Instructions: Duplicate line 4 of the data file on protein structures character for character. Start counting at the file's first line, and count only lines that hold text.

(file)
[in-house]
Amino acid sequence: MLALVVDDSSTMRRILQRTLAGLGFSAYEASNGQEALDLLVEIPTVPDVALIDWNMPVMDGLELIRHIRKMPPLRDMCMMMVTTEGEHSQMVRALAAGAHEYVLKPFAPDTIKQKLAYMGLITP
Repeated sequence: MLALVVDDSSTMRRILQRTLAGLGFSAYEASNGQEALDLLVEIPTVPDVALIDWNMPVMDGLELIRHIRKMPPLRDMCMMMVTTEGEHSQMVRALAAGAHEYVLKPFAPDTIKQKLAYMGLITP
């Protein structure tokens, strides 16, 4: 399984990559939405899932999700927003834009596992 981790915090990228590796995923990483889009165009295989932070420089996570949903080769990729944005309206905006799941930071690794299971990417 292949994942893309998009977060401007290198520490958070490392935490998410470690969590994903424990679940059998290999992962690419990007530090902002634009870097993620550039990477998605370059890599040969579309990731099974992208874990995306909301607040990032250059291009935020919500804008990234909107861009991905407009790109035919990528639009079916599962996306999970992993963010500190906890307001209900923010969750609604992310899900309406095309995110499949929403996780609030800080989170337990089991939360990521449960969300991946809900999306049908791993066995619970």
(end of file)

């Protein structure tokens, strides 16, 4: 399984990559939405899932999700927003834009596992 981790915090990228590796995923990483889009165009295989932070420089996570949903080769990729944005309206905006799941930071690794299971990417 292949994942893309998009977060401007290198520490958070490392935490998410470690969590994903424990679940059998290999992962690419990007530090902002634009870097993620550039990477998605370059890599040969579309990731099974992208874990995306909301607040990032250059291009935020919500804008990234909107861009991905407009790109035919990528639009079916599962996306999970992993963010500190906890307001209900923010969750609604992310899900309406095309995110499949929403996780609030800080989170337990089991939360990521449960969300991946809900999306049908791993066995619970």